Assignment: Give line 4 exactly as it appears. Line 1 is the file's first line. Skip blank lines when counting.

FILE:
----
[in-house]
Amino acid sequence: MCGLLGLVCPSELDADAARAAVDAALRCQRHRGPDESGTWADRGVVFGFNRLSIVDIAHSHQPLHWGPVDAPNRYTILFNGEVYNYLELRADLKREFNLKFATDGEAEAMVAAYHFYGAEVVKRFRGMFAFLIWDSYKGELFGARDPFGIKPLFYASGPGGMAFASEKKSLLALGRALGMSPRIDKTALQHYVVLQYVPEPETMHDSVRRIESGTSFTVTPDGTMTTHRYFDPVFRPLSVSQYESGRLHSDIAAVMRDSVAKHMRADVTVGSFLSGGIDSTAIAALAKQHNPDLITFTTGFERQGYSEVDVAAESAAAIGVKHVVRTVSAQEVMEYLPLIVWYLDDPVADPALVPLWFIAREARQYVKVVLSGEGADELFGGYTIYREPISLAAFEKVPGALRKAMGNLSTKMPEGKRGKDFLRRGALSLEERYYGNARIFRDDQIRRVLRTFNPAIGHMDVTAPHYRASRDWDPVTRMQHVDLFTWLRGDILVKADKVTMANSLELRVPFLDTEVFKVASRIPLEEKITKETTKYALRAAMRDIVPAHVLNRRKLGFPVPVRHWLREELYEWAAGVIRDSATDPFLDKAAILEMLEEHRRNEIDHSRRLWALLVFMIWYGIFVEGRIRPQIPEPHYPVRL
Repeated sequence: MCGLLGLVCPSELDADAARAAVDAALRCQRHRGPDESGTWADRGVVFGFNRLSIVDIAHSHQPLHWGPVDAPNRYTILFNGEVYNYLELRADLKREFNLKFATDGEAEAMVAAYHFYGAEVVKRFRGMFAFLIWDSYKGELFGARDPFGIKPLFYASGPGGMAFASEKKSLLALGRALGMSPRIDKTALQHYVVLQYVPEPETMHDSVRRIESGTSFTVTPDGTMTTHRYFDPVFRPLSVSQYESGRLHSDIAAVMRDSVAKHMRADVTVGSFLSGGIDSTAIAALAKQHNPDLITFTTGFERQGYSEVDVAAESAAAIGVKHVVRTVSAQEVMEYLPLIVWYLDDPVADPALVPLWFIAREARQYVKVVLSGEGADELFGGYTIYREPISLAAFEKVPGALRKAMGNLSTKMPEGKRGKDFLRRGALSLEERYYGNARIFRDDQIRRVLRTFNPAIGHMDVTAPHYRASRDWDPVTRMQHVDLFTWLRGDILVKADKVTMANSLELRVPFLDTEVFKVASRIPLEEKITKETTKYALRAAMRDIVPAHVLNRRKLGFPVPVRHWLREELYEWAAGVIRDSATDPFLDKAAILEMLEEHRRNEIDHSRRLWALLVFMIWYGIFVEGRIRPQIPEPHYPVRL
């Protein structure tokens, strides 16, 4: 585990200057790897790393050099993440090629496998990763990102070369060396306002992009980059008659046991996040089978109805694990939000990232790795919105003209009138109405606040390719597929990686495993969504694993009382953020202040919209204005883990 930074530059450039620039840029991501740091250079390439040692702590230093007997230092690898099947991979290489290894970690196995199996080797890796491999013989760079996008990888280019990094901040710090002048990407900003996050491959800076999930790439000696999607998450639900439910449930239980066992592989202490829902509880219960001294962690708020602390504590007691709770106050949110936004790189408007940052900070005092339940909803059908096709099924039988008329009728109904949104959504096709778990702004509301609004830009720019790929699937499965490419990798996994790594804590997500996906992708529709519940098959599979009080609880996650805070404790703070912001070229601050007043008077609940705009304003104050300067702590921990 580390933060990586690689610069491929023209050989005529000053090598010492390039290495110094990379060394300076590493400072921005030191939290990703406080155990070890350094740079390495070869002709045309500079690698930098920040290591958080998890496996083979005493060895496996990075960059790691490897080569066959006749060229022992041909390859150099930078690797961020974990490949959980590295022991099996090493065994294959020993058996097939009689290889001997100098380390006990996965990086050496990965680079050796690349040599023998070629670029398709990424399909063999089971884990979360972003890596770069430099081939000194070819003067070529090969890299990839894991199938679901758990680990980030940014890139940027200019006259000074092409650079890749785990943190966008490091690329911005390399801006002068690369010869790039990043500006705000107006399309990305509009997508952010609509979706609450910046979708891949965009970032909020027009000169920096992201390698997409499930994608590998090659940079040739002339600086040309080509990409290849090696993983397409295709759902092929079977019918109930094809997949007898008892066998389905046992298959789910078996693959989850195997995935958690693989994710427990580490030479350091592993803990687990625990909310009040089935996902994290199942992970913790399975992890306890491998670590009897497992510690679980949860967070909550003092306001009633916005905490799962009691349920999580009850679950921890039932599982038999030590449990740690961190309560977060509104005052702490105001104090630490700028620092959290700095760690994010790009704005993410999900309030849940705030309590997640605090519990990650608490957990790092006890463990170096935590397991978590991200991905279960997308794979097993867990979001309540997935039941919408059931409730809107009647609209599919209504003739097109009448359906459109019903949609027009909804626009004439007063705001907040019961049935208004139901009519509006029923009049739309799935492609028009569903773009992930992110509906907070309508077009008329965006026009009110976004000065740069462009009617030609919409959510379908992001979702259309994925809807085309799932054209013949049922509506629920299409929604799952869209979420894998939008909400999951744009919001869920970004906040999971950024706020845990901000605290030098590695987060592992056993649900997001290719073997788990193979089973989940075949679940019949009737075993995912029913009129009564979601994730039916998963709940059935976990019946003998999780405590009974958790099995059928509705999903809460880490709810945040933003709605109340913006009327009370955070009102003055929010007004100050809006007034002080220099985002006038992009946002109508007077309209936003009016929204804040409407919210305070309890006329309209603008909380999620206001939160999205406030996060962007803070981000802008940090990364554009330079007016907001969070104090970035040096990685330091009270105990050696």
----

């Protein structure tokens, strides 16, 4: 585990200057790897790393050099993440090629496998990763990102070369060396306002992009980059008659046991996040089978109805694990939000990232790795919105003209009138109405606040390719597929990686495993969504694993009382953020202040919209204005883990 930074530059450039620039840029991501740091250079390439040692702590230093007997230092690898099947991979290489290894970690196995199996080797890796491999013989760079996008990888280019990094901040710090002048990407900003996050491959800076999930790439000696999607998450639900439910449930239980066992592989202490829902509880219960001294962690708020602390504590007691709770106050949110936004790189408007940052900070005092339940909803059908096709099924039988008329009728109904949104959504096709778990702004509301609004830009720019790929699937499965490419990798996994790594804590997500996906992708529709519940098959599979009080609880996650805070404790703070912001070229601050007043008077609940705009304003104050300067702590921990 580390933060990586690689610069491929023209050989005529000053090598010492390039290495110094990379060394300076590493400072921005030191939290990703406080155990070890350094740079390495070869002709045309500079690698930098920040290591958080998890496996083979005493060895496996990075960059790691490897080569066959006749060229022992041909390859150099930078690797961020974990490949959980590295022991099996090493065994294959020993058996097939009689290889001997100098380390006990996965990086050496990965680079050796690349040599023998070629670029398709990424399909063999089971884990979360972003890596770069430099081939000194070819003067070529090969890299990839894991199938679901758990680990980030940014890139940027200019006259000074092409650079890749785990943190966008490091690329911005390399801006002068690369010869790039990043500006705000107006399309990305509009997508952010609509979706609450910046979708891949965009970032909020027009000169920096992201390698997409499930994608590998090659940079040739002339600086040309080509990409290849090696993983397409295709759902092929079977019918109930094809997949007898008892066998389905046992298959789910078996693959989850195997995935958690693989994710427990580490030479350091592993803990687990625990909310009040089935996902994290199942992970913790399975992890306890491998670590009897497992510690679980949860967070909550003092306001009633916005905490799962009691349920999580009850679950921890039932599982038999030590449990740690961190309560977060509104005052702490105001104090630490700028620092959290700095760690994010790009704005993410999900309030849940705030309590997640605090519990990650608490957990790092006890463990170096935590397991978590991200991905279960997308794979097993867990979001309540997935039941919408059931409730809107009647609209599919209504003739097109009448359906459109019903949609027009909804626009004439007063705001907040019961049935208004139901009519509006029923009049739309799935492609028009569903773009992930992110509906907070309508077009008329965006026009009110976004000065740069462009009617030609919409959510379908992001979702259309994925809807085309799932054209013949049922509506629920299409929604799952869209979420894998939008909400999951744009919001869920970004906040999971950024706020845990901000605290030098590695987060592992056993649900997001290719073997788990193979089973989940075949679940019949009737075993995912029913009129009564979601994730039916998963709940059935976990019946003998999780405590009974958790099995059928509705999903809460880490709810945040933003709605109340913006009327009370955070009102003055929010007004100050809006007034002080220099985002006038992009946002109508007077309209936003009016929204804040409407919210305070309890006329309209603008909380999620206001939160999205406030996060962007803070981000802008940090990364554009330079007016907001969070104090970035040096990685330091009270105990050696």